Global business anthropology summit
April 24, 2018 (This conference page has been retained for archival purposes.)
Business anthropology is defined by the use of anthropological concepts and tools to solve practical problems in contemporary enterprises, including business, public entities, and civil society organizations. As an academic specialty, it additionally interrogates the place of business in the larger society and surrounding institutions of government and civil society. As business anthropology engages with these sectors not only to solve problems but also to discover new opportunities and to develop new theoretical insights, it is perhaps the most rapidly growing branch of the discipline of anthropology today, as evidenced by employment growth and new publication venues.
Business anthropology embraces concerns with product development, marketing and consumer behavior, organizational performance, international business, user experience (UX), design, innovative financial instruments, sustainability, and new forms of business in emerging economies. Several hundred applied anthropologists on all continents around the world are working in domains such as these. We propose to bring their experience and insights to the greater attention of academic anthropologists, with the goal to help inform the future of academic business anthropology programming.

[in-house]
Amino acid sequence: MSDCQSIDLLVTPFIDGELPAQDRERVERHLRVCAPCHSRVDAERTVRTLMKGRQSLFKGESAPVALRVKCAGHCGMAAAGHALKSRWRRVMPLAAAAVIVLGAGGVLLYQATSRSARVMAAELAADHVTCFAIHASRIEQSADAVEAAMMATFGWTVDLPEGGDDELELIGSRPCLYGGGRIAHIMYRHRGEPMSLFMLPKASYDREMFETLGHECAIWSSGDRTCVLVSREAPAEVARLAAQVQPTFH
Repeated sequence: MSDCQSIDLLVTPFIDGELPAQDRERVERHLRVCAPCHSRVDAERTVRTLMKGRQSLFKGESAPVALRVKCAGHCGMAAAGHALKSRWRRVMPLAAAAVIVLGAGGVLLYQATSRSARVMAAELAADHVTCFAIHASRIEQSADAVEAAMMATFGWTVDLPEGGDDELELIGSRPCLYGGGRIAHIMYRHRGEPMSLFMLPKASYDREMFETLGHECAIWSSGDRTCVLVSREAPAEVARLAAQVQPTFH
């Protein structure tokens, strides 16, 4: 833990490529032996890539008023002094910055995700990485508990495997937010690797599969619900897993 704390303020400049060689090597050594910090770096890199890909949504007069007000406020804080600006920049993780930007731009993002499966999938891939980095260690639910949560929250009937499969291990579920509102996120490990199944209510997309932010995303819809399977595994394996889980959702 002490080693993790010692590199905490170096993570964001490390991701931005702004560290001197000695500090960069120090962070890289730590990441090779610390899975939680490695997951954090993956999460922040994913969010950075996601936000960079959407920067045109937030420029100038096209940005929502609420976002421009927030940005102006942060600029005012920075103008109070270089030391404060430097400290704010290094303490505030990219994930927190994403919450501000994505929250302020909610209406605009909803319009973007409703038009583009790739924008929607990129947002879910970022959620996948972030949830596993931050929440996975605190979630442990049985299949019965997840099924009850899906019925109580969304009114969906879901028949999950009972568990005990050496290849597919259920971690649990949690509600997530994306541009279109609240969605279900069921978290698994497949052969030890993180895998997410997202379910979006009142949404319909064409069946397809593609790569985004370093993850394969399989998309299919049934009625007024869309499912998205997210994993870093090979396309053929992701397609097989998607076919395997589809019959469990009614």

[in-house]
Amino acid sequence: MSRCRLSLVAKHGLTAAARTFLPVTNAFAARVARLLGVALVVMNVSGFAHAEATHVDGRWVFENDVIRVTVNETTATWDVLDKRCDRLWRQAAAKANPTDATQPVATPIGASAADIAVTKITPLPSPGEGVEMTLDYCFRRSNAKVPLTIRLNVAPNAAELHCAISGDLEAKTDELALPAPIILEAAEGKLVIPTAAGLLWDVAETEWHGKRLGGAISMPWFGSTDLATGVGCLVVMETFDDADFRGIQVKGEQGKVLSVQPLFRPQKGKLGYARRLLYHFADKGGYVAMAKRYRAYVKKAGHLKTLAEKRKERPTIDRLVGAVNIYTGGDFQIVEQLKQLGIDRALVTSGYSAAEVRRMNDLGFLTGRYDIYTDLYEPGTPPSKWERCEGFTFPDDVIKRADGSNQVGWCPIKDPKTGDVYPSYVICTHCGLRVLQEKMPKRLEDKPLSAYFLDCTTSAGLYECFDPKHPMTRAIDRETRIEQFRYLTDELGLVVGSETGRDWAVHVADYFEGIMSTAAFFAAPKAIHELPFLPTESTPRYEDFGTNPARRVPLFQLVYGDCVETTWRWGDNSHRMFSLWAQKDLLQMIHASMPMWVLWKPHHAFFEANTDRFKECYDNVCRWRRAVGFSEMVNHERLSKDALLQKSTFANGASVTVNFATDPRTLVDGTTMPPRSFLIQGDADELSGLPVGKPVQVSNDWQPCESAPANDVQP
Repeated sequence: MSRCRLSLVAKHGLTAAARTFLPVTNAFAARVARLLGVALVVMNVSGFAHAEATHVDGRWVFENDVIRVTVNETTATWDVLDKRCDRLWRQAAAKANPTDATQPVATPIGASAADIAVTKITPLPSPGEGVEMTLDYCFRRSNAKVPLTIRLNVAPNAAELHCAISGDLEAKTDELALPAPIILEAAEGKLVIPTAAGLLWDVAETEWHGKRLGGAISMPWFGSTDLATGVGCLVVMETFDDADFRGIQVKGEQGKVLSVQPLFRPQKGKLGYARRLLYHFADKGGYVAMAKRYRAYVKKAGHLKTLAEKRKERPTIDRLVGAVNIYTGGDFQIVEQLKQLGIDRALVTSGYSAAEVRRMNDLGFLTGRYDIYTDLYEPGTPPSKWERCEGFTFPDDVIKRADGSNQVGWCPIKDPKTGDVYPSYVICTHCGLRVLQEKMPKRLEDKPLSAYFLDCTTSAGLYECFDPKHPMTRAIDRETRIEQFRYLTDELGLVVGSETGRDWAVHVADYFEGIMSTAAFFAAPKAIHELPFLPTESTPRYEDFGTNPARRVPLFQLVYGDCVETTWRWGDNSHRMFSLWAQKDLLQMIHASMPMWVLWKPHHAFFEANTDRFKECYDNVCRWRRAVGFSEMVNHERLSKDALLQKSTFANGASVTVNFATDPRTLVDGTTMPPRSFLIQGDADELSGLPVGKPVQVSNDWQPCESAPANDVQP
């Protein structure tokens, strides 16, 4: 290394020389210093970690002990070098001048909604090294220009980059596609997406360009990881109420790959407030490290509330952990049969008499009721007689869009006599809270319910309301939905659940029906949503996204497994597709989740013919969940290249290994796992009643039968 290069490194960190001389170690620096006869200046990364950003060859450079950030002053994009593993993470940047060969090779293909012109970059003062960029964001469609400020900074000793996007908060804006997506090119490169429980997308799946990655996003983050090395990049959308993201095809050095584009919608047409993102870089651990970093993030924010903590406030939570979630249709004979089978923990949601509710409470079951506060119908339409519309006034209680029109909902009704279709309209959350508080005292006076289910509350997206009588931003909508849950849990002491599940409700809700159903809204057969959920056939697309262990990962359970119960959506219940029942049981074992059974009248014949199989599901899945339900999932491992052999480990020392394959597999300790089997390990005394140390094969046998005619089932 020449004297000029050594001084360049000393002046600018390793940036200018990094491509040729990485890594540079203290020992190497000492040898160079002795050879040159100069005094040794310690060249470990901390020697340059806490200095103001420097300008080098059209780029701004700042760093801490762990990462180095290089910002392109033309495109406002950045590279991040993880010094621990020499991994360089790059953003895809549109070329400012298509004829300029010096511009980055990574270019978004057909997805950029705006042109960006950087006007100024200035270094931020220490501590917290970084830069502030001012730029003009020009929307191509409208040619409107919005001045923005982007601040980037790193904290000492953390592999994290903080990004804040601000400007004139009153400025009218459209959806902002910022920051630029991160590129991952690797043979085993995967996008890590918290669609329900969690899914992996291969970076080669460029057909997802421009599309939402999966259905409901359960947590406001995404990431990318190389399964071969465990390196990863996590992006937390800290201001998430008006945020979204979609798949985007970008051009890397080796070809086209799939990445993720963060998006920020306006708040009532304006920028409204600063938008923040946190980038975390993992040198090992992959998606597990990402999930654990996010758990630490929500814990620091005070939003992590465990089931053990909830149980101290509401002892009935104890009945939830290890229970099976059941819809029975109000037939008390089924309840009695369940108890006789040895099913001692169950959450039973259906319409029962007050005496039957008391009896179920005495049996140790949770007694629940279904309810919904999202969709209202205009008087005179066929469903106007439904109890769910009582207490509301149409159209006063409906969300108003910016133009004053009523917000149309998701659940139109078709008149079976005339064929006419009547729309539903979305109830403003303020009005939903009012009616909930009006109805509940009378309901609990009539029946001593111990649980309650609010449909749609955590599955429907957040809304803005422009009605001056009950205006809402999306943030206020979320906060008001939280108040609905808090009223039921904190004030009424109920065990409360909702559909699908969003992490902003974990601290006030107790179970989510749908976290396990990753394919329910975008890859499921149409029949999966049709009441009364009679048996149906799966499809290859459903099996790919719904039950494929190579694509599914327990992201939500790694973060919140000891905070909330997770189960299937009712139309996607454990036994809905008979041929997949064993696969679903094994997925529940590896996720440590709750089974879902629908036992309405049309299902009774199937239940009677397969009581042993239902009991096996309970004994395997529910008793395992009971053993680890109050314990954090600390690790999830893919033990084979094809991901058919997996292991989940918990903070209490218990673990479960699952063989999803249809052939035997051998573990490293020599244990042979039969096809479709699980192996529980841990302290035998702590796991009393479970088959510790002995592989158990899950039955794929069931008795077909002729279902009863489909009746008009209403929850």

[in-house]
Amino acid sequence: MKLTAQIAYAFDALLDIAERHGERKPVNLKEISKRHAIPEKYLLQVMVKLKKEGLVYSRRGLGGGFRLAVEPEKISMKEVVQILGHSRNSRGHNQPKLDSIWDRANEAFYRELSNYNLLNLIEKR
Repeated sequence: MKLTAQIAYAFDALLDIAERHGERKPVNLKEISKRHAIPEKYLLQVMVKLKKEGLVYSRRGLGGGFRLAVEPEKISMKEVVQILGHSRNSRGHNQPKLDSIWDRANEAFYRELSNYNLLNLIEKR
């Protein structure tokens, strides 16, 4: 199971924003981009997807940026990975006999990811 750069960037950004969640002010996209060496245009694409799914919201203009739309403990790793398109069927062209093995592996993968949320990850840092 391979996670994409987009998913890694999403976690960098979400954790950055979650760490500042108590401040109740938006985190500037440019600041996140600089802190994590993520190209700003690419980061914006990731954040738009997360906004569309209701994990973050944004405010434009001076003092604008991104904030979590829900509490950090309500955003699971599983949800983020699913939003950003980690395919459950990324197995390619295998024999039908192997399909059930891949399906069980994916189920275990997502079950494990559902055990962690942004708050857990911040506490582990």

About the conference
The purpose of the Global Business Anthropology Summit is to bring together an international group of practitioners and scholars to reflect on future directions for the field, training priorities for the next generation, and ways to strengthen our global networks.
The summit will have multiple objectives:
- Critically examine the concept of business anthropology, recognizing that the terms "enterprise," "business" and "anthropology" have multiple complex connotations for different audiences
- Identify leading practices of anthropologists in such areas as change management, design, environmental and cultural sustainability, user experience research, marketing, and consumer behavior, and other specialties
- Build a consensus on research and training priorities for the next generation of business anthropologists
- Identify current research priorities in the sectors of the industry that use anthropological and ethnographic methods, and what unique contributions anthropologists can make
- Strengthen a global network of academic and practicing business anthropologists: at present, as evidenced by occupational titles, and publications in business anthropology journals, there are more than 300 business anthropologists around the world, and probably hundreds more beyond these
- Work with established and emerging networks and organizations that are friendly to business anthropology, e.g. AAA, EPIC, NAPA, and SfAA, as well as the Ethnography Hangout on Slack and businessanthro.com, to advance all of the above